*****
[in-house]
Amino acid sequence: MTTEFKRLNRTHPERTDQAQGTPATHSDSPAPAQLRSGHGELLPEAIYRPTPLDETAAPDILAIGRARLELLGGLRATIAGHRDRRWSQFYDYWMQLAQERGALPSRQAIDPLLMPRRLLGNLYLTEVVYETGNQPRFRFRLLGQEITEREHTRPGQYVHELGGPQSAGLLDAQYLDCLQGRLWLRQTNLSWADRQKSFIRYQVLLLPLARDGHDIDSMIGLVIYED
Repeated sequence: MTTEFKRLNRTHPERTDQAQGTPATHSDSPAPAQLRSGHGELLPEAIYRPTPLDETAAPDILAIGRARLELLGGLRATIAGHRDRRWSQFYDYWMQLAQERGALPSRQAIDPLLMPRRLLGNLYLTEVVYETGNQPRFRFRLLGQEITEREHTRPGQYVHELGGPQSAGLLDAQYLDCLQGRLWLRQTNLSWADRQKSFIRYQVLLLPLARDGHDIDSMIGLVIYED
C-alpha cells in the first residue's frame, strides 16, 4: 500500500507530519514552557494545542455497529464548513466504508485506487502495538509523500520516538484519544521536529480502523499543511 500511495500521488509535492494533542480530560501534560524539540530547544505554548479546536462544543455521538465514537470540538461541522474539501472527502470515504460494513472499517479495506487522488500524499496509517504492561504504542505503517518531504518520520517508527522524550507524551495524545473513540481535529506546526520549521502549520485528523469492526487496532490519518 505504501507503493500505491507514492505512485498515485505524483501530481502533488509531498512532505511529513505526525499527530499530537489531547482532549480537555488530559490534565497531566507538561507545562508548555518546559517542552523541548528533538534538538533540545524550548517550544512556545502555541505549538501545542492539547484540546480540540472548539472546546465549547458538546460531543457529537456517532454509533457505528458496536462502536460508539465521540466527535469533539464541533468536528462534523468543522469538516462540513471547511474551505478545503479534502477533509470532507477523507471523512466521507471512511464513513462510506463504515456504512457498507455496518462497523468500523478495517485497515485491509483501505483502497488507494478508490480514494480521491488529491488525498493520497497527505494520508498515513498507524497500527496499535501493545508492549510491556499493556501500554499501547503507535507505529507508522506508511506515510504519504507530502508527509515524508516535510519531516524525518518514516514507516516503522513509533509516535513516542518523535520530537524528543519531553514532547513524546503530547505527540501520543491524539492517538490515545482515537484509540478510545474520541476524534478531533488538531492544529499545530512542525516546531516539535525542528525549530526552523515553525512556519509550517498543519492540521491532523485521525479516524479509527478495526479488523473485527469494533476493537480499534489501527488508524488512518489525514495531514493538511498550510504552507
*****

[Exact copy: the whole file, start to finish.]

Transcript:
[in-house]
Amino acid sequence: MTTEFKRLNRTHPERTDQAQGTPATHSDSPAPAQLRSGHGELLPEAIYRPTPLDETAAPDILAIGRARLELLGGLRATIAGHRDRRWSQFYDYWMQLAQERGALPSRQAIDPLLMPRRLLGNLYLTEVVYETGNQPRFRFRLLGQEITEREHTRPGQYVHELGGPQSAGLLDAQYLDCLQGRLWLRQTNLSWADRQKSFIRYQVLLLPLARDGHDIDSMIGLVIYED
Repeated sequence: MTTEFKRLNRTHPERTDQAQGTPATHSDSPAPAQLRSGHGELLPEAIYRPTPLDETAAPDILAIGRARLELLGGLRATIAGHRDRRWSQFYDYWMQLAQERGALPSRQAIDPLLMPRRLLGNLYLTEVVYETGNQPRFRFRLLGQEITEREHTRPGQYVHELGGPQSAGLLDAQYLDCLQGRLWLRQTNLSWADRQKSFIRYQVLLLPLARDGHDIDSMIGLVIYED
C-alpha cells in the first residue's frame, strides 16, 4: 500500500507530519514552557494545542455497529464548513466504508485506487502495538509523500520516538484519544521536529480502523499543511 500511495500521488509535492494533542480530560501534560524539540530547544505554548479546536462544543455521538465514537470540538461541522474539501472527502470515504460494513472499517479495506487522488500524499496509517504492561504504542505503517518531504518520520517508527522524550507524551495524545473513540481535529506546526520549521502549520485528523469492526487496532490519518 505504501507503493500505491507514492505512485498515485505524483501530481502533488509531498512532505511529513505526525499527530499530537489531547482532549480537555488530559490534565497531566507538561507545562508548555518546559517542552523541548528533538534538538533540545524550548517550544512556545502555541505549538501545542492539547484540546480540540472548539472546546465549547458538546460531543457529537456517532454509533457505528458496536462502536460508539465521540466527535469533539464541533468536528462534523468543522469538516462540513471547511474551505478545503479534502477533509470532507477523507471523512466521507471512511464513513462510506463504515456504512457498507455496518462497523468500523478495517485497515485491509483501505483502497488507494478508490480514494480521491488529491488525498493520497497527505494520508498515513498507524497500527496499535501493545508492549510491556499493556501500554499501547503507535507505529507508522506508511506515510504519504507530502508527509515524508516535510519531516524525518518514516514507516516503522513509533509516535513516542518523535520530537524528543519531553514532547513524546503530547505527540501520543491524539492517538490515545482515537484509540478510545474520541476524534478531533488538531492544529499545530512542525516546531516539535525542528525549530526552523515553525512556519509550517498543519492540521491532523485521525479516524479509527478495526479488523473485527469494533476493537480499534489501527488508524488512518489525514495531514493538511498550510504552507